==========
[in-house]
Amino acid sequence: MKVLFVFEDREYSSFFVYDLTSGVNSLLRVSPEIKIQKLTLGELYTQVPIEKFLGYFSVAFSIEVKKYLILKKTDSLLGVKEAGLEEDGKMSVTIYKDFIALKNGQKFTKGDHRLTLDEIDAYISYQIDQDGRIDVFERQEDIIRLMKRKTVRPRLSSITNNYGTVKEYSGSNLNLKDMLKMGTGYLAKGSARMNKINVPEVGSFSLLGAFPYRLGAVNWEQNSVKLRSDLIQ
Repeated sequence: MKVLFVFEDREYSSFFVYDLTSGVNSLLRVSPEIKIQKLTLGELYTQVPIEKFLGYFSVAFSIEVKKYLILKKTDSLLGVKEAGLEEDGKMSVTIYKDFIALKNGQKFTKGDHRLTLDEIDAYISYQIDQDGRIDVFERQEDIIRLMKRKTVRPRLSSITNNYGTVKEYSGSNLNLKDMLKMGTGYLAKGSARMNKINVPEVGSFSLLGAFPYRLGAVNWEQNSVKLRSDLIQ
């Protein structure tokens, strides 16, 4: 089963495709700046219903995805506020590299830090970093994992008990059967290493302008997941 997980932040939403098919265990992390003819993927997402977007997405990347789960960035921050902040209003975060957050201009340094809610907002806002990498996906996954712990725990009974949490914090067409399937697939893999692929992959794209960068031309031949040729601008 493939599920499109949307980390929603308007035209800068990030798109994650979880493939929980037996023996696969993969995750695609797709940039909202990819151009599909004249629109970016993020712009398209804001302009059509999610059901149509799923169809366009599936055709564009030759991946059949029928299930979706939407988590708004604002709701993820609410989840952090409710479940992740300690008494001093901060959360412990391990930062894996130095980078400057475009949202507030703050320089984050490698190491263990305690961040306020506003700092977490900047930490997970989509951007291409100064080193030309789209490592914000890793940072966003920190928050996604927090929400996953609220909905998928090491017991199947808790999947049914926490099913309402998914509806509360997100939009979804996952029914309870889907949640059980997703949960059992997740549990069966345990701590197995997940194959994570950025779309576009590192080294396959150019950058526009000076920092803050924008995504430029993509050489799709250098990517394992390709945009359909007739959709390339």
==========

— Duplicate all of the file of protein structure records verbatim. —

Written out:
[in-house]
Amino acid sequence: MKVLFVFEDREYSSFFVYDLTSGVNSLLRVSPEIKIQKLTLGELYTQVPIEKFLGYFSVAFSIEVKKYLILKKTDSLLGVKEAGLEEDGKMSVTIYKDFIALKNGQKFTKGDHRLTLDEIDAYISYQIDQDGRIDVFERQEDIIRLMKRKTVRPRLSSITNNYGTVKEYSGSNLNLKDMLKMGTGYLAKGSARMNKINVPEVGSFSLLGAFPYRLGAVNWEQNSVKLRSDLIQ
Repeated sequence: MKVLFVFEDREYSSFFVYDLTSGVNSLLRVSPEIKIQKLTLGELYTQVPIEKFLGYFSVAFSIEVKKYLILKKTDSLLGVKEAGLEEDGKMSVTIYKDFIALKNGQKFTKGDHRLTLDEIDAYISYQIDQDGRIDVFERQEDIIRLMKRKTVRPRLSSITNNYGTVKEYSGSNLNLKDMLKMGTGYLAKGSARMNKINVPEVGSFSLLGAFPYRLGAVNWEQNSVKLRSDLIQ
């Protein structure tokens, strides 16, 4: 089963495709700046219903995805506020590299830090970093994992008990059967290493302008997941 997980932040939403098919265990992390003819993927997402977007997405990347789960960035921050902040209003975060957050201009340094809610907002806002990498996906996954712990725990009974949490914090067409399937697939893999692929992959794209960068031309031949040729601008 493939599920499109949307980390929603308007035209800068990030798109994650979880493939929980037996023996696969993969995750695609797709940039909202990819151009599909004249629109970016993020712009398209804001302009059509999610059901149509799923169809366009599936055709564009030759991946059949029928299930979706939407988590708004604002709701993820609410989840952090409710479940992740300690008494001093901060959360412990391990930062894996130095980078400057475009949202507030703050320089984050490698190491263990305690961040306020506003700092977490900047930490997970989509951007291409100064080193030309789209490592914000890793940072966003920190928050996604927090929400996953609220909905998928090491017991199947808790999947049914926490099913309402998914509806509360997100939009979804996952029914309870889907949640059980997703949960059992997740549990069966345990701590197995997940194959994570950025779309576009590192080294396959150019950058526009000076920092803050924008995504430029993509050489799709250098990517394992390709945009359909007739959709390339």